It was a picturesque scene alluring to a sportsman, yet Coventry was conscious of a sudden satiety of sport and all its appurtenances. He had enjoyed the shoot, had been thoroughly keen throughout, but whether the fever was to blame, or his annoyance at missing the tiger, or the nostalgia for wife and home that had been on the increase the last few days, he now felt he wished never to hear of a tiger or find himself in a machan or a howdah again. He looked at his watch--it had struck him that if he could start to-night he might catch the mail train before the one by which he had meant to travel. Trixie would be so surprised and delighted to see him arrive before he was due; she must have had a dull, empty time, poor child, during his absence. He inferred as much from her letters, though she never complained; Trixie was not one to grumble or whine. He reproached himself for having left her alone, and determined to try and make up to her for his selfishness;


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Probably Coventry was happier just now than he had yet been during his lifetime. He had always known, he assured himself, that, once the first excitement of her new existence had subsided, Trixie would settle down; that it could only be a matter of time for her to realise the responsibilities of a married woman's life; which self-assurance was not exactly genuine. But when doubt has safely turned to confidence, many of us are apt to forget that doubt has ever troubled us at all. However, at last Trixie seemed to have entered upon a stage of domesticity, just as whole-heartedly as she had thrown herself at first into gaieties and social distractions. She became wildly enthusiastic over her housekeeping, and tried her own and her husband's digestions severely by her daring experiments in cookery. She started a farmyard, and was triumphant concerning eggs and poultry, while George was driven silently distracted by the piercing and persistent clack of guinea-fowls. She spent contented hours at her

(2) the Socialist movement, and

At last, clearing his throat, Charles made ready. Looking lovingly at me, he said, “May, I’m kind o’ stuck on you,” and before the blush had fairly mantled my cheeks, aye, before I had a chance to utter a sound, the mean thing went on, “Oh, May, I forgot to tell you, we have a new colt.”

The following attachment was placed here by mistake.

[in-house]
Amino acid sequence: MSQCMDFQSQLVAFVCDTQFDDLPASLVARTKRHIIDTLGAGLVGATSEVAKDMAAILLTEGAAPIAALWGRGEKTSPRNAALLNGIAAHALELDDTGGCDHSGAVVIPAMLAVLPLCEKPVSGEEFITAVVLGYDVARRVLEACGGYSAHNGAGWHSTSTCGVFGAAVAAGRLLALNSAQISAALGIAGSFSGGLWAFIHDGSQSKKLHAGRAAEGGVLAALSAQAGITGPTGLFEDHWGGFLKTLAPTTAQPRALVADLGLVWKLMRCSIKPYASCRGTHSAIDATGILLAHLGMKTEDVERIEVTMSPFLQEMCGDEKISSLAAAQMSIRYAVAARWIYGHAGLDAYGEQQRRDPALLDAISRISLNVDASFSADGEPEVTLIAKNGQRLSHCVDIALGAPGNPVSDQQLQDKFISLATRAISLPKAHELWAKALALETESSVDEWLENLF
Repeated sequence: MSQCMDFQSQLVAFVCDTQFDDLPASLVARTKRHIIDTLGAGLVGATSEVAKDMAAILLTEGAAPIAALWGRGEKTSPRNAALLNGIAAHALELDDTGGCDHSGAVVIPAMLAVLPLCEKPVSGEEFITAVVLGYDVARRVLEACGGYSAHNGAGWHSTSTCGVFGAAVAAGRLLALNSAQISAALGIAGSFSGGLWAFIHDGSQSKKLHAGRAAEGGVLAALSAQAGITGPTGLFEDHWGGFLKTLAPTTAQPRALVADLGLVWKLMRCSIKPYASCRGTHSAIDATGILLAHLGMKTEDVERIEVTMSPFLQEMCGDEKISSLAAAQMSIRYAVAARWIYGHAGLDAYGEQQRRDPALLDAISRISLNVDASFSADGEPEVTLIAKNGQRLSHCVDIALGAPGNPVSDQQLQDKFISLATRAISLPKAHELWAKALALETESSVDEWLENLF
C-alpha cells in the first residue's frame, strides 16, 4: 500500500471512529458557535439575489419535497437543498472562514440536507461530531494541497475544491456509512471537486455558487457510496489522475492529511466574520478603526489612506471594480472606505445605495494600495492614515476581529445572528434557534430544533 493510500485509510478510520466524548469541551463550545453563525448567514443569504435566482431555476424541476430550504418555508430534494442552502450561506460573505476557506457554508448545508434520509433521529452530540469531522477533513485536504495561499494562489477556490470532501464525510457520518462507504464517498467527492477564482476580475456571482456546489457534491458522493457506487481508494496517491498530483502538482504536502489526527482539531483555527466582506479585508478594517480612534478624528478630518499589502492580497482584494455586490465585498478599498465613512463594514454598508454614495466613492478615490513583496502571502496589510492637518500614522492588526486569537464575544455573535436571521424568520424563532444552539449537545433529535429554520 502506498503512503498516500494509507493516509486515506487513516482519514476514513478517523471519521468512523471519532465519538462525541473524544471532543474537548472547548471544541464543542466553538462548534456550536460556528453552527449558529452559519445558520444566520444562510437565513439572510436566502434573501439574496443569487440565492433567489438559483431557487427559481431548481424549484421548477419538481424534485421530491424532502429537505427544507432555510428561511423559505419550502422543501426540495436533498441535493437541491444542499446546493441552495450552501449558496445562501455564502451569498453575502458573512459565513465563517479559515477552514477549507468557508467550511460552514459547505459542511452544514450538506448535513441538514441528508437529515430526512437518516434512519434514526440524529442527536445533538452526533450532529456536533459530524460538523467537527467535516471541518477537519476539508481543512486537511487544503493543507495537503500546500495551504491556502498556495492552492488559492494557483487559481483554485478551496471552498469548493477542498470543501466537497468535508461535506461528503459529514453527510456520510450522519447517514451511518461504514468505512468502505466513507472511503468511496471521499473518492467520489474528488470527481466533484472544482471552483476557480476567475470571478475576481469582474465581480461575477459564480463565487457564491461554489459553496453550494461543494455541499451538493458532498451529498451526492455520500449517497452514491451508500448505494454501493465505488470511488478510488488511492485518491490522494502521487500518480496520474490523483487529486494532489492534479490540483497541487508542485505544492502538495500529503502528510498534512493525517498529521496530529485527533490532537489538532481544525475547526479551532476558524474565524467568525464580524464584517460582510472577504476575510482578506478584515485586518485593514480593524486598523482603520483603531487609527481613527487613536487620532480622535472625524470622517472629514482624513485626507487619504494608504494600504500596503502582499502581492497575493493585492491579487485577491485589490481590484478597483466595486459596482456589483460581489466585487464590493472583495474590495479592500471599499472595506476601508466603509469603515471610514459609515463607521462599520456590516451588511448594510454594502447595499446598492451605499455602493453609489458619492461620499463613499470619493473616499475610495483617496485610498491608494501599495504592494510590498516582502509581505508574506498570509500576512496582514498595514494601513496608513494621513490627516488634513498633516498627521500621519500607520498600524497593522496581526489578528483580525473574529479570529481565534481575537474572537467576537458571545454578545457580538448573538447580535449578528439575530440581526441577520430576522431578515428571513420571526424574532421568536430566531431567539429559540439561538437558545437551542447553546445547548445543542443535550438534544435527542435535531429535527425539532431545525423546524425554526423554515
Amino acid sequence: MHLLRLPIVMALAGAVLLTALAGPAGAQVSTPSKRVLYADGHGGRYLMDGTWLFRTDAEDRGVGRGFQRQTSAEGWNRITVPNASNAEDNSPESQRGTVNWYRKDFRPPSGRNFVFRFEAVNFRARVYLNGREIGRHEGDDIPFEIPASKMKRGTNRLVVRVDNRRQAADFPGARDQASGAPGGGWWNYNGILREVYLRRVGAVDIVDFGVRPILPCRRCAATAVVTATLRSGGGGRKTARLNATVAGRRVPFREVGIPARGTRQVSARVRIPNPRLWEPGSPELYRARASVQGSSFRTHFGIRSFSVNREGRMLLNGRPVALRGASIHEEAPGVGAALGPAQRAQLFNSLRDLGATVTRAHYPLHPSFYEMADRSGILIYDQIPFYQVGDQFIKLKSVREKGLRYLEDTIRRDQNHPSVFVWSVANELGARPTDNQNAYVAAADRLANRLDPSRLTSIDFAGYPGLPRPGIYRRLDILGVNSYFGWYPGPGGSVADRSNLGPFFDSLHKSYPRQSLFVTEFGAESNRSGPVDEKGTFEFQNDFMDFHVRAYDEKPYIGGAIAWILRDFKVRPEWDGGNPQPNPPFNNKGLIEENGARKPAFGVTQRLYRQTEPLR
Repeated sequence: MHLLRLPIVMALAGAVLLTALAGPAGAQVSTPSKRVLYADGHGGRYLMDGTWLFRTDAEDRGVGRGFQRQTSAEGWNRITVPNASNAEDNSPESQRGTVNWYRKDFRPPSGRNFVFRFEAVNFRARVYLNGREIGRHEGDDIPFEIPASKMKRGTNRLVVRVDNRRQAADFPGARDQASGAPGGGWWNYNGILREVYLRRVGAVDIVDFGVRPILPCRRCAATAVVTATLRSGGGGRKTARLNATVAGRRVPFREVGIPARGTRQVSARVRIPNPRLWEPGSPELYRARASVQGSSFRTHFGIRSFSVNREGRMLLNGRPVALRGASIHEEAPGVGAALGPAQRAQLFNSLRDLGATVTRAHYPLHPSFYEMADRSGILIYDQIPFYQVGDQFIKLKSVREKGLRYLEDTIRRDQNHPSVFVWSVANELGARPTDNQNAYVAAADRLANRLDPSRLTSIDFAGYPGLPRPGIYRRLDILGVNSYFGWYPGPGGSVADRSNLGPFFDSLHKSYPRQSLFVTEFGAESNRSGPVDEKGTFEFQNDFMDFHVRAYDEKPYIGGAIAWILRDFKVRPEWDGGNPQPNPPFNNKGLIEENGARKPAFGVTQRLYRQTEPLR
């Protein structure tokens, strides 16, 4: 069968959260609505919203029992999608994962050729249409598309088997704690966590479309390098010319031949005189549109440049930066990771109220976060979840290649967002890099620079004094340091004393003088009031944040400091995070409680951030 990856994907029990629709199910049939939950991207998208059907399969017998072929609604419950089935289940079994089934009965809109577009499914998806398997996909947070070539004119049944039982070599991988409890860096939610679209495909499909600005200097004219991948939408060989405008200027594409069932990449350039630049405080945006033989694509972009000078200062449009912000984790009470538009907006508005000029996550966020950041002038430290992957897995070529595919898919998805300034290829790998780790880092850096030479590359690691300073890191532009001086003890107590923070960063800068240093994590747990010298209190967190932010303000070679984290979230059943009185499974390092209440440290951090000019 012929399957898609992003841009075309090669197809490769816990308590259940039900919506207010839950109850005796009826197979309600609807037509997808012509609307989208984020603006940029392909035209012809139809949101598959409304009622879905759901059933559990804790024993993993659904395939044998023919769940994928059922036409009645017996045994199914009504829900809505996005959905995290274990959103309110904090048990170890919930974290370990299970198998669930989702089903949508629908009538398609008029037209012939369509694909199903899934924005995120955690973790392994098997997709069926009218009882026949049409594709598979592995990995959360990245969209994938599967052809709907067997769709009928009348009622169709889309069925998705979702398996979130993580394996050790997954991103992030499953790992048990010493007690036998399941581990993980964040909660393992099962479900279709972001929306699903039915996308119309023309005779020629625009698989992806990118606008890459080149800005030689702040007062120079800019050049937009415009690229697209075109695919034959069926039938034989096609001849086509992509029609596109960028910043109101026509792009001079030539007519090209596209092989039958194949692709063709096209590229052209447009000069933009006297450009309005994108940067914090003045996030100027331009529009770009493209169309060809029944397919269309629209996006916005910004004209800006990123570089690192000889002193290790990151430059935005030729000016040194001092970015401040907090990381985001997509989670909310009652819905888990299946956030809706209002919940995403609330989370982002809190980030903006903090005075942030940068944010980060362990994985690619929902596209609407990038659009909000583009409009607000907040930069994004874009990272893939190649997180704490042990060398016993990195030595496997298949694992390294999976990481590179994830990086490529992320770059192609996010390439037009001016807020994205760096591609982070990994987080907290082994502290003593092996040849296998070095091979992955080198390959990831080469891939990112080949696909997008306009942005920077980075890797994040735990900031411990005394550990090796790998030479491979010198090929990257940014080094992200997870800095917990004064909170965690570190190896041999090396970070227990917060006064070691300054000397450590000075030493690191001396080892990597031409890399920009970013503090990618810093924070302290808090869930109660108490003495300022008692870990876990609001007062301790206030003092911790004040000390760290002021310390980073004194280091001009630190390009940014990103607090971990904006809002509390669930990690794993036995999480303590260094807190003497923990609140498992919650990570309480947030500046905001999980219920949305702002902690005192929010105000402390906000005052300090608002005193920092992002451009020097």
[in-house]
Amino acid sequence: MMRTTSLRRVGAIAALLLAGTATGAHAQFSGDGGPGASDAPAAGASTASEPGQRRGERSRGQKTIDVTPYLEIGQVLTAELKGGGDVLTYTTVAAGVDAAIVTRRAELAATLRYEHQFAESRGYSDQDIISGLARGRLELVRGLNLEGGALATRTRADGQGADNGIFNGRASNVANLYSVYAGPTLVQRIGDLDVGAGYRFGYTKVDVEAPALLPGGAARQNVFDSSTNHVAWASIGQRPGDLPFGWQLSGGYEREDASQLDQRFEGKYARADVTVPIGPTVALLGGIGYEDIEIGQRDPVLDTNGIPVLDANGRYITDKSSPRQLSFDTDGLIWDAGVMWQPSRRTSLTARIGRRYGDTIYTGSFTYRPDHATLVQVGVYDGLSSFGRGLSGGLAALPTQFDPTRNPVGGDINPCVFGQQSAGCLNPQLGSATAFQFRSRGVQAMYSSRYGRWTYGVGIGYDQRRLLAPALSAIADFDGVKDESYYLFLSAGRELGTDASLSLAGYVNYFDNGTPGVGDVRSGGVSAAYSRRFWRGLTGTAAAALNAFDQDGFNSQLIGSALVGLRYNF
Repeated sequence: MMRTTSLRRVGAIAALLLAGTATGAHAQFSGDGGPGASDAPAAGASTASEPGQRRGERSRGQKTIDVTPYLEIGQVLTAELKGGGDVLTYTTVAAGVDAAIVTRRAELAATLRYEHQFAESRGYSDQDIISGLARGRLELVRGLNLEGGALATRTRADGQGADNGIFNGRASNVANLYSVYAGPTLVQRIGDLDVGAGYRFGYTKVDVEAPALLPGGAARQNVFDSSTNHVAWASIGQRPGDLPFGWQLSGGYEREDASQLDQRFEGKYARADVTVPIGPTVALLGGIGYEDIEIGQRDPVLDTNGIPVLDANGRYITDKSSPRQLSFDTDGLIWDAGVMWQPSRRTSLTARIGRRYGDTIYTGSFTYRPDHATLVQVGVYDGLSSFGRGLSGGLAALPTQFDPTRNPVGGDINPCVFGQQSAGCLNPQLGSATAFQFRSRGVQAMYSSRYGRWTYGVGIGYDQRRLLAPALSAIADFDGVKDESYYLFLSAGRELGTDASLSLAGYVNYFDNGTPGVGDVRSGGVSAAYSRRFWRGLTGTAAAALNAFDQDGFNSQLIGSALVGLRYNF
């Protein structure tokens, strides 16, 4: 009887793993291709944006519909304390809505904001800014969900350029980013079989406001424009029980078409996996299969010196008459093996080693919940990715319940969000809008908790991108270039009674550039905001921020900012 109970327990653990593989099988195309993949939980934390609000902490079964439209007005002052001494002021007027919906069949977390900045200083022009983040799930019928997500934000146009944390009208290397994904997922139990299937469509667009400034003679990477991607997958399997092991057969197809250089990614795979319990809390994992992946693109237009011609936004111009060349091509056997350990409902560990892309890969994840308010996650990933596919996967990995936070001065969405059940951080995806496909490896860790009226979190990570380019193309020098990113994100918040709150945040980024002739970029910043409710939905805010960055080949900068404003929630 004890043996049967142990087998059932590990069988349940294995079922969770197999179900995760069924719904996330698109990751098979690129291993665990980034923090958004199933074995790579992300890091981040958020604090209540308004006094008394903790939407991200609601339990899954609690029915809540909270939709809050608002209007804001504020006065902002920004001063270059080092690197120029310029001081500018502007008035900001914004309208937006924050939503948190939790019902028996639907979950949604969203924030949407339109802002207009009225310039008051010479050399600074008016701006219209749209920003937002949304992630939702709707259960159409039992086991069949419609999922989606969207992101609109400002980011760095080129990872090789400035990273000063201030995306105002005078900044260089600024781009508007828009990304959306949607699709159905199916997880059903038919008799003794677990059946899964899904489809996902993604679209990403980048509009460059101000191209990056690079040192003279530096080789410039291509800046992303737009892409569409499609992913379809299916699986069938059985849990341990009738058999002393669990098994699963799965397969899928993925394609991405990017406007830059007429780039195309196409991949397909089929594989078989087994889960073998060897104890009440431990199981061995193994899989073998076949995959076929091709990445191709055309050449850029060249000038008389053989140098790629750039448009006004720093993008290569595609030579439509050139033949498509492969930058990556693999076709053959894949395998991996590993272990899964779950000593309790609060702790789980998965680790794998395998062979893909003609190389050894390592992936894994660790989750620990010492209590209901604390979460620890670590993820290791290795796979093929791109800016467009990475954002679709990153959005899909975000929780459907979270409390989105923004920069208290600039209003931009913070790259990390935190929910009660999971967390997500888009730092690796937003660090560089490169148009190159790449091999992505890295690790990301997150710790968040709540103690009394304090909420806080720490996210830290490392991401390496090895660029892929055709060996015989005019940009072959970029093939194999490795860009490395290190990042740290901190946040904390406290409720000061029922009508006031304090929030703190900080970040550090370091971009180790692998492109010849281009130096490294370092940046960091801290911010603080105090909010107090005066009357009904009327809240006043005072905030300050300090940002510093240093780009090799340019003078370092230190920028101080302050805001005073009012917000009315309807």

"Have no fear," Retief said, smiling graciously. "He who comes as a guest enjoys perfect safety."

In the midst of all the strife, Lin-coln’s first term as Chief came to an end. It was asked by some, “What new man shall we put in Lin-coln’s place?” Names came up, but it was hard to find a new man who “knew the ropes.” Lin-coln, though worn with toil, had a

“I ain’t never hated a man in my life but what God has let me live long enough to find out I was in the wrong—dead wrong. There are Jews and Yankees. I useter hate ’em worse’n sin—but now what do you reckon?”

When they made their way up the little bluff, the boys noticed that the path led along what seemed to be a gully. They could easily understand why the Territorials had selected this particular route, since it afforded them a certain measure of protection from the vigilant eyes of the ever-wakeful enemy.

t’s his last chance—he feels it is. He’s scared; he wants to come.”

McCray closed his eyes and grimaced; but there was no help for it, he had no better ideas. And anyway, he thought, he could close it again quickly enough if these things had guessed wrong.


2.No one seemed to be at mess with the Colonel. Perhaps this was because they had duties elsewhere; or else he had let it be understood that he wished to be alone with the two American boys who had come from the Thunderer, bent on some mysterious errand that was yet to be made plain to him.


The call was urgent; he hurried to see what it was about. It was his second in command, very excited. "What is it?" Hatcher demanded.


"Keep down," he said. He lifted his suit-radio and flicked on the transmission-switch. "This is Lee Hartford, late of the First Regiment," he announced. "The safety-suits of most of you have been breached. There is not room for more than three of you in the Decontamination Vehicle. You are not septic. I repeat: you have not been contaminated. Kansas is as safe for you as the Barracks, or Titan, or the M'Bwene planets, or in the cells at Luna. You do not need your safety-suits on Kansas."


“What do you mean?” ses he.


So far I had not a scratch, but now a ball went through my thigh which prevented my standing. I crossed my firelock under my leg and shook it to see if the bone were whole, which, finding to be the case, I raised myself on one knee and continued firing. I received another shot, which threw me down, but I still made an attempt to support my surviving comrades until a third wound quite disabled me. Loss of blood, and no way to stop it, soon reduced my strength. I, however, gripped my sword, ready to run through the first who should insult me.


Then he started up the copter and flew back to the trading post. It was empty. Gutted. Looted. But there was a high official waiting for him in the courtyard. He held a scroll in his hand. It glinted golden. When Jorgenson regarded him grimly, the high official made a sound equivalent to clearing his throat, and the Witness-hatted Thrid around him became silent.